FEATURED POST

America Is Stuck With the Death Penalty for (At Least) a Generation

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With Justice Anthony Kennedy's retirement, the national fight to abolish capital punishment will have to go local.
When the Supreme Court revived capital punishment in 1976, just four years after de facto abolishing it, the justices effectively took ownership of the American death penalty and all its outcomes. They have spent the decades since then setting its legal and constitutional parameters, supervising its general implementation, sanctioning its use in specific cases, and brushing aside concerns about its many flaws.
That unusual role in the American legal system is about to change. With Justice Anthony Kennedy’s retirement from the court this summer, the Supreme Court will lose a heterodox jurist whose willingness to cross ideological divides made him the deciding factor in many legal battles. In cases involving the Eighth Amendment’s prohibition against cruel and unusual punishment, his judgment often meant the difference between life and death for hundreds of death-row pr…

USA: 5 facts about the death penalty

Gathering signatures against the Nebraska death penalty repeal.
President Donald Trump has voiced his support for the death penalty, and a recent Pew Research Center survey found an uptick in the share of Americans who favor capital punishment for those convicted of murder. 

Over the long term, however, public support for the death penalty has declined significantly, as has the number of executions in the United States.

As the debate over the death penalty continues in the U.S. and worldwide, here are 5 facts about the issue:

  1. The annual number of U.S. executions peaked at 98 in 1999 and has fallen sharply in the years since. In 2017, 23 inmates were executed, according to the Death Penalty Information Center. That's slightly higher than the year before, when 20 people were executed, but still well below the number of inmates annually put to death in the late 1990s and early 2000s. Just 8 states - Alabama, Arkansas, Florida, Georgia, Missouri, Ohio, Texas and Virginia - accounted for all executions in 2017, compared with 20 states in 1999.

  2. In 2017, for the 2nd year in a row, the U.S. was not among the world's top 5 countries in executions, according to Amnesty International, a human rights organization that opposes the practice. The U.S. ranked 8th internationally, behind China, Iran, Saudi Arabia, Iraq, Pakistan, Egypt and Somalia. Overall, there were at least 993 executions in 23 nations in 2017, down slightly from 1,032 in 2016. The international total includes only cases Amnesty was able to confirm - the report notes that some countries intentionally conceal death penalty proceedings. In the case of China, for example, the state may well carry out more executions than all other countries combined. Indeed, Cornell University Law School estimates that the Chinese government executed about 2,400 people in 2015, and has carried out thousands of additional executions in the years since.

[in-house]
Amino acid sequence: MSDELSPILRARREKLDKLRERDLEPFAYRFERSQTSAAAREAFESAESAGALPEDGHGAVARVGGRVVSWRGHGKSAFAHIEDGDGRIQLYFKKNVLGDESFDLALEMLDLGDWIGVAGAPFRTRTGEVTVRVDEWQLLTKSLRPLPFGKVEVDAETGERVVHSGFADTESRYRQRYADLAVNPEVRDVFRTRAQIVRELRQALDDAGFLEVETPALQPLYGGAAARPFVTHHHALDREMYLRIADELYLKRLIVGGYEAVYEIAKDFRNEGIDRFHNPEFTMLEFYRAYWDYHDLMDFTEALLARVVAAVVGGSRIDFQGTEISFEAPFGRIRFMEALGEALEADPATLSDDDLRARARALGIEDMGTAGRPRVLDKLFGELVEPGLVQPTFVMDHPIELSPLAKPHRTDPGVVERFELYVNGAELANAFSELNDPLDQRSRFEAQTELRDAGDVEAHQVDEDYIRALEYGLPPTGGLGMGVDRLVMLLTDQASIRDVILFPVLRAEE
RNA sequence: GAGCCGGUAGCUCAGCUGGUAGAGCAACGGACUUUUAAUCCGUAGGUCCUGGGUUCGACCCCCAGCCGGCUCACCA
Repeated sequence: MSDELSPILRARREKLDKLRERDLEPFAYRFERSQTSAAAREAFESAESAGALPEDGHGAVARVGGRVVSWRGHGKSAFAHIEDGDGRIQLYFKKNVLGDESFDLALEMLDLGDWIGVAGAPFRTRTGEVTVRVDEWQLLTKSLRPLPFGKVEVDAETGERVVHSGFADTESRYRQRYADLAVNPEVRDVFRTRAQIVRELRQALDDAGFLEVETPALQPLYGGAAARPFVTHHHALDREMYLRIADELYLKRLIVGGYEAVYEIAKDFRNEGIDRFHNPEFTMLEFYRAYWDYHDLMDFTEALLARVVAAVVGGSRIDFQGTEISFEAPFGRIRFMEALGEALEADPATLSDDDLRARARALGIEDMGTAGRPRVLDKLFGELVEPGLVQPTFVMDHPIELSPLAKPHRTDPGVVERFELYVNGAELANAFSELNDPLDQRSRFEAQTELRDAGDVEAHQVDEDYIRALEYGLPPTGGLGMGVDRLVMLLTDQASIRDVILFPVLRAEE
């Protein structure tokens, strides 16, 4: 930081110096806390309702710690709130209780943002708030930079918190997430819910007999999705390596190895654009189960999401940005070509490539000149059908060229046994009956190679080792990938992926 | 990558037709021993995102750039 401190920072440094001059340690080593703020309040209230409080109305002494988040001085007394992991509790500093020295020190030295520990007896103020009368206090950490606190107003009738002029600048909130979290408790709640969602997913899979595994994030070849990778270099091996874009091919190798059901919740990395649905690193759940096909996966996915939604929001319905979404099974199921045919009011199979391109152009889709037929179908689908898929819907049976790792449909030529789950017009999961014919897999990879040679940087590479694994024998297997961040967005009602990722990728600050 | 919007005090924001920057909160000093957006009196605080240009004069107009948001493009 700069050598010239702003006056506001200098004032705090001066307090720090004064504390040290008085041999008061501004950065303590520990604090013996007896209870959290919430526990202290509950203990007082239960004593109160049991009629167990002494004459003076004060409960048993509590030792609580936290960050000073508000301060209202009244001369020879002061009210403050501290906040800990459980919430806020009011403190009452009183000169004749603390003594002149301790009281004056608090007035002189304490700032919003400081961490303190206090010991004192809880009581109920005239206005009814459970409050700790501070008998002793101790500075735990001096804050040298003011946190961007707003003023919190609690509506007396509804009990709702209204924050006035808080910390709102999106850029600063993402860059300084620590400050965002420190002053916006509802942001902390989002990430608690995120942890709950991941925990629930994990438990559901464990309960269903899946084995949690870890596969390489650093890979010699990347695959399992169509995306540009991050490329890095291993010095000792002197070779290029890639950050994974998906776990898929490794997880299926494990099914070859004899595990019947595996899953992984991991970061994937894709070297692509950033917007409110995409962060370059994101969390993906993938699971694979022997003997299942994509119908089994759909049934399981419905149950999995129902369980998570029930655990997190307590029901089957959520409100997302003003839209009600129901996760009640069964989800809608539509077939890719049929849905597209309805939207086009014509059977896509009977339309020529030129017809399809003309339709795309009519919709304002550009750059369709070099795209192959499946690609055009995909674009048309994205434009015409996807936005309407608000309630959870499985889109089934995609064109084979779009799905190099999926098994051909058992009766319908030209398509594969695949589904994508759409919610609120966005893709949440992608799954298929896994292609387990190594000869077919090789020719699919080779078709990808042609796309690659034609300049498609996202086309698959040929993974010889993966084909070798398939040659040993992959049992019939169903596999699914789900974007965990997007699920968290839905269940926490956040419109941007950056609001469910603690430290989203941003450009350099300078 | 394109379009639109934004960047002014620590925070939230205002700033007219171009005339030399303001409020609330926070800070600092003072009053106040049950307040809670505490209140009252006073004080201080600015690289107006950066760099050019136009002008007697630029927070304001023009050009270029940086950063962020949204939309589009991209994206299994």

3. Support for the death penalty in the U.S. has ticked up recently, but is far lower than it was 2 decades ago. A Pew Research Center survey conducted in April and May 2018 found that 54% of Americans favor the death penalty for people convicted of murder, while 39% oppose it. That was up from 2016, when 49% of U.S. adults said they favored the death penalty, compared with 42% who opposed it. But it was far lower than in 1996, when 78% of Americans supported capital punishment for those convicted of murder.

  4. There are racial, gender and political divides in opinions on the death penalty in the U.S. A majority of whites (59%) favor the death penalty, compared with 36% of blacks and 47% of Hispanics, according to the Center's 2018 survey. Also, men are more likely than women to favor capital punishment (61% vs. 46%). Partisanship also plays a role, with Republicans more than twice as likely as Democrats to support the death penalty (77% vs. 35%).

  5. Americans harbor doubts about how the death penalty is applied and whether it deters serious crime. In a Pew Research Center survey conducted in 2015, about 6-in-10 adults said the death penalty does not deter people from committing serious crimes. About 1/2 also said that minorities are more likely than whites to be sentenced to death for similar crimes, compared with 41% who said a death sentence is equally likely for both. About 7-in-10 adults (71%) said there is a risk that an innocent person will be put to death, including 84% of those who oppose the death penalty. Even a majority of death penalty supporters (63%) said there's a risk of taking an innocent life. At the same time, a majority of Americans (63%) said the death penalty is morally justified when someone commits a crime like murder. 9-in-10 death penalty supporters held this view.
Source: pewresearch.org, David Masci, June 27, 2018


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"One is absolutely sickened, not by the crimes that the wicked have committed, but by the punishments that the good have inflicted." -- Oscar Wilde

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